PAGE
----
The next phase of the New Democratic leadership race limped out of the starting gate Sunday afternoon in Ottawa.
The nine hopefuls vying to replace Jack Layton spent most of the two hours “agreeing violently,” as Nathan Cullen put it. From the dire situation in Attawapiskat to the manufacturing sector and green collar jobs — the candidates agreed, agreed and agreed again.
One of the only sparks came early on in the debate, when Brian Topp went after Paul Dewar for not having detailed how he would pay for his economic plan. Dewar parried by pointing out that the question had been on climate change.
While the exchange surprised several in the audience, as it was rather feisty by New Democratic standards, the rest of the debate remained quite tame.
Its format lent itself to some criticism from the audience and the candidates alike. Topp quipped to reporters that he had more time to answer their questions afterwards than he had time to speak during the debate.
Who said what
Thomas Mulcair, once considered a logical successor to Jack Layton, largely flew under the radar during the debate. The firebrand Montrealer snuck in a few bits of economic and environmental policy — like suggesting the government find a way to make the tar sands sustainable while tackling the inflated dollar to breathe life back into Canada’s economic sector — but otherwise shied away from any excitement.
Brian Topp, the perceived frontrunner, touted his two policy planks that have been released thus far — his plan to increase taxes on Canada’s highest earners, and a plan to focus on a social democratic form of government. His goal appeared to be to set himself up as the man with a dream, and the plan to get there. He also iterated his wish to win on New Democratic values and repeated what has become his mantra: “We are not Liberals.”
Peggy Nash, who is seen to be picking up momentum referred in passing to her freshly released policy document (that’s missing real meat-and-potatoes policy) and largely stuck to rhetoric. Maintaining that the current economic system isn’t working, she argued that reforming the current economic system should be the party’s goal.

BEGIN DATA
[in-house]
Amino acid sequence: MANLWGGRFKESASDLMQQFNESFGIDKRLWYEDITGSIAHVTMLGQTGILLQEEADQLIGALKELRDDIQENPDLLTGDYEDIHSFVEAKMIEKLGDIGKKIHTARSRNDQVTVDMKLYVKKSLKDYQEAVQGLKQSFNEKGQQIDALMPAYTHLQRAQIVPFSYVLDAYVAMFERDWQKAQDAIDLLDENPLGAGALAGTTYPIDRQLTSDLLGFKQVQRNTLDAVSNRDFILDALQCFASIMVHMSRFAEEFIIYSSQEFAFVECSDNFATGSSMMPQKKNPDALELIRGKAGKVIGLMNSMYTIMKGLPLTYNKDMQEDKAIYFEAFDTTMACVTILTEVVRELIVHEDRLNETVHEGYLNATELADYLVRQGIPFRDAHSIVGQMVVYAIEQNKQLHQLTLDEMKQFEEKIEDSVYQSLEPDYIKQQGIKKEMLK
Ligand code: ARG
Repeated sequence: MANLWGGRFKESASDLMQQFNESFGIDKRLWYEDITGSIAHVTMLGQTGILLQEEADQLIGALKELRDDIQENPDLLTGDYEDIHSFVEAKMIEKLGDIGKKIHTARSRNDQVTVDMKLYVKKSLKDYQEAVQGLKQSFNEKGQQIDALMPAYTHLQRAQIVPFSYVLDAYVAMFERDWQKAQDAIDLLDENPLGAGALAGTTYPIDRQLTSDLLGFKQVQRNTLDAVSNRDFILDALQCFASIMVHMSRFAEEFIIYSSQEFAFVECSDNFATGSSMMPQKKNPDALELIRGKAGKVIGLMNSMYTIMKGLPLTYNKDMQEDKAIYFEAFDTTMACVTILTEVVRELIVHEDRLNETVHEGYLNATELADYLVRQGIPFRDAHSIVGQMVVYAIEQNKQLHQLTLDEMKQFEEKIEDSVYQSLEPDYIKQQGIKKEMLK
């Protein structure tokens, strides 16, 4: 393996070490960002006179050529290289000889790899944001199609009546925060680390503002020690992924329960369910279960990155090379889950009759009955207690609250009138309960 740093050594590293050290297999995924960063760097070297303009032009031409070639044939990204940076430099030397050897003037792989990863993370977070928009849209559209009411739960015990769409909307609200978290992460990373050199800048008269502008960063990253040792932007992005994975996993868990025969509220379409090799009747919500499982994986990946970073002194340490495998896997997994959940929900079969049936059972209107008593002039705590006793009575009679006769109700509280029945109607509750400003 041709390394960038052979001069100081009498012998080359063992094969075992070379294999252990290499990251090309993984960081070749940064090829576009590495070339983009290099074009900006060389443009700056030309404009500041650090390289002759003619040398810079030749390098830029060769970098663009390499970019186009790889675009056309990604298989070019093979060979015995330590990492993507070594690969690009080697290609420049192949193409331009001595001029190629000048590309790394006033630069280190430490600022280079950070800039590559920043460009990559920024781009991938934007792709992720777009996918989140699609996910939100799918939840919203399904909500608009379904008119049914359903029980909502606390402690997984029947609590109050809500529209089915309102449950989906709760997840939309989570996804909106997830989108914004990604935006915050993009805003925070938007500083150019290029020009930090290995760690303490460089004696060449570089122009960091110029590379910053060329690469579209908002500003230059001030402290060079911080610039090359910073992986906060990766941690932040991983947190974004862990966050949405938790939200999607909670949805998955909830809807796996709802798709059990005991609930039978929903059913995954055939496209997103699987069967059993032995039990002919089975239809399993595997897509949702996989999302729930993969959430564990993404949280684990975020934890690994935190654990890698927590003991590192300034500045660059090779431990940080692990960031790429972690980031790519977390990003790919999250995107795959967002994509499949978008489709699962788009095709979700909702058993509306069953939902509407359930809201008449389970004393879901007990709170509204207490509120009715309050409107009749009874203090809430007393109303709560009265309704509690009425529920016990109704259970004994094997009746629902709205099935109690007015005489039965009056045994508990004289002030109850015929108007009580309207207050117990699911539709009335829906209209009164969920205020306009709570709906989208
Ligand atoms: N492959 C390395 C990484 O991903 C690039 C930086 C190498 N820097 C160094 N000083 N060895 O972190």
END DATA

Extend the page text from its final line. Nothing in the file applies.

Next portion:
Niki Ashton appeared to defy expectations and come out with a strong debate performance. Touting her “New Politics,” which had a few people scratching their heads, her performance was rhetoric heavy, emphasizing the need for diversity and equality. Ashton, the youngest candidate in the race, also mentioned reducing tuition fees and engaging young voters as important parts of her campaign.
Paul Dewar, who had the hometown advantage, branded about his job-creation policy as the main focal point for the debate. Staying on a narrowly-focused message, he talked about his plan for a permanent infrastructure fund and an east-to-west energy grid. Right out of the gates, Dewar set himself up as the “grassroots” candidate, pointing to his longtime roots in the party.
Romeo Saganash, through a hoarse voice (he had bronchitis,) talked about his experience as a small-business owner and as a representative in the Grand Council of Crees. Saganash fell back on his experience actually signing trade agreements and dealing with various resource-development companies operating in northern Quebec.
Nathan Cullen, seen as a long shot to take the leadership, seemed to exceed the expectations set out for him. Pegged by some as a bit of an outlier, having so far endorsed Liberal-NDP-Green joint nomination meetings and abolishing the monarchy, he held his own on the podium.
Robert Chisholm, having set up his campaign focused around leadership, spent most of the first half of the debate playing to his experience as a leader of the Nova Scotia NDP.
Martin Singh, a the least known candidate, with no real roots in the party establishment, iterated the need to make the NDP business-friendly.
The francophone question
This was one of the first chances that the candidates had a chance to showcase their French — or lack thereof.
Out of the gate, Mulcair made his bilingualism quite evident, choosing to do his opening statement in both languages. In what may have been a calculated “slip,” he later reverted to English during the second half of the debate before catching himself and returning to French.
The only one who wasn’t smiling at Mulcair’s slip-up was Robert Chisholm. The Nova Scotia-native stared rather blankly. During the French portion, an earpiece relayed him real-time translations, and he responded to the questions in English. Some members of the audience audibly clicked their tongues. During his closing statement, a prepared speech delivered in stopping French, he made clear his commitment to become bilingual.
Topp’s French was fluent, as is to be expected from the Laval-native. Nash’s French may have been correct, but her very slow, deliberate, dialectless delivery, which she picked up at university — garnered a few raised-eyebrows from some of the Quebecois in the audience and online.
Cullen and Singh both spoke with English accents, but their French was passable and confident. Paul Dewar and his broken French appeared to be the surprise on the stage, as his bilingualism had been bandied about leading up to the debate.
The candidate’s second choices
The most interesting bit of the afternoon came when the candidates were asked who would be their second choice as leader. While most of the candidates refused to answer, the others offered some interesting insights. Dewar said that, after himself, he’d choose Saganash as leader, while both Nash and Topp would go with Ashton if they were to pick someone else. Cullen said Peggy Nash would be his second choice.
The next debate will be in January, in Halifax.
This article was originally posted on Rabble.